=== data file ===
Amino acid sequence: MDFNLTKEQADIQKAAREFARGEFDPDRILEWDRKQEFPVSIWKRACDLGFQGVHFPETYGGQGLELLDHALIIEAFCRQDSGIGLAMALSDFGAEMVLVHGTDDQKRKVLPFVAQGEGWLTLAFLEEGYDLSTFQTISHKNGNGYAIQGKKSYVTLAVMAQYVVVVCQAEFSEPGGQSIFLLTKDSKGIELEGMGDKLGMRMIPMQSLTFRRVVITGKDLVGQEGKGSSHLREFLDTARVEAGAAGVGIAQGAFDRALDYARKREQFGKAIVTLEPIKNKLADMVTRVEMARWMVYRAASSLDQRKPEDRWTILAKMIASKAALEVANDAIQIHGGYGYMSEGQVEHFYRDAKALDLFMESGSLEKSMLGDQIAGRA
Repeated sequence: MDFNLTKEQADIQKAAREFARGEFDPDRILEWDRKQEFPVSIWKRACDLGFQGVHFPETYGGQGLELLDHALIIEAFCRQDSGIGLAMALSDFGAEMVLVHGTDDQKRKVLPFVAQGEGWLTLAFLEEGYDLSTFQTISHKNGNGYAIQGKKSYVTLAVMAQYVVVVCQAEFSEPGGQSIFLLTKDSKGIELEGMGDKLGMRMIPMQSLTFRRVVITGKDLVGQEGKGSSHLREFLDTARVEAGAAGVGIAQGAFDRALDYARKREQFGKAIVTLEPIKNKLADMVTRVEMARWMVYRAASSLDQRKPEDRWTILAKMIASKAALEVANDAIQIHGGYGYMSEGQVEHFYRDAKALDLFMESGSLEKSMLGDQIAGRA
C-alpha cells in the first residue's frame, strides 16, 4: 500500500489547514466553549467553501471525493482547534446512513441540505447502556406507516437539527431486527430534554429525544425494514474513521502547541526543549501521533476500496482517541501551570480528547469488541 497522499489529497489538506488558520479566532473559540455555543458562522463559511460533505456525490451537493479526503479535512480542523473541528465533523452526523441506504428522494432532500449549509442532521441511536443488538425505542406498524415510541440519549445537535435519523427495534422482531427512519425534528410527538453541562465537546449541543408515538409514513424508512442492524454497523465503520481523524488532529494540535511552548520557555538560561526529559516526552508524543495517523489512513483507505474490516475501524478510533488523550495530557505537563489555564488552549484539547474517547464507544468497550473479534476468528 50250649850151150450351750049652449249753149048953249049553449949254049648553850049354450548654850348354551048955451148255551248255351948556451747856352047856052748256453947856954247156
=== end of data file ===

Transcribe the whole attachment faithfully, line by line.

Amino acid sequence: MDFNLTKEQADIQKAAREFARGEFDPDRILEWDRKQEFPVSIWKRACDLGFQGVHFPETYGGQGLELLDHALIIEAFCRQDSGIGLAMALSDFGAEMVLVHGTDDQKRKVLPFVAQGEGWLTLAFLEEGYDLSTFQTISHKNGNGYAIQGKKSYVTLAVMAQYVVVVCQAEFSEPGGQSIFLLTKDSKGIELEGMGDKLGMRMIPMQSLTFRRVVITGKDLVGQEGKGSSHLREFLDTARVEAGAAGVGIAQGAFDRALDYARKREQFGKAIVTLEPIKNKLADMVTRVEMARWMVYRAASSLDQRKPEDRWTILAKMIASKAALEVANDAIQIHGGYGYMSEGQVEHFYRDAKALDLFMESGSLEKSMLGDQIAGRA
Repeated sequence: MDFNLTKEQADIQKAAREFARGEFDPDRILEWDRKQEFPVSIWKRACDLGFQGVHFPETYGGQGLELLDHALIIEAFCRQDSGIGLAMALSDFGAEMVLVHGTDDQKRKVLPFVAQGEGWLTLAFLEEGYDLSTFQTISHKNGNGYAIQGKKSYVTLAVMAQYVVVVCQAEFSEPGGQSIFLLTKDSKGIELEGMGDKLGMRMIPMQSLTFRRVVITGKDLVGQEGKGSSHLREFLDTARVEAGAAGVGIAQGAFDRALDYARKREQFGKAIVTLEPIKNKLADMVTRVEMARWMVYRAASSLDQRKPEDRWTILAKMIASKAALEVANDAIQIHGGYGYMSEGQVEHFYRDAKALDLFMESGSLEKSMLGDQIAGRA
C-alpha cells in the first residue's frame, strides 16, 4: 500500500489547514466553549467553501471525493482547534446512513441540505447502556406507516437539527431486527430534554429525544425494514474513521502547541526543549501521533476500496482517541501551570480528547469488541 497522499489529497489538506488558520479566532473559540455555543458562522463559511460533505456525490451537493479526503479535512480542523473541528465533523452526523441506504428522494432532500449549509442532521441511536443488538425505542406498524415510541440519549445537535435519523427495534422482531427512519425534528410527538453541562465537546449541543408515538409514513424508512442492524454497523465503520481523524488532529494540535511552548520557555538560561526529559516526552508524543495517523489512513483507505474490516475501524478510533488523550495530557505537563489555564488552549484539547474517547464507544468497550473479534476468528 50250649850151150450351750049652449249753149048953249049553449949254049648553850049354450548654850348354551048955451148255551248255351948556451747856352047856052748256453947856954247156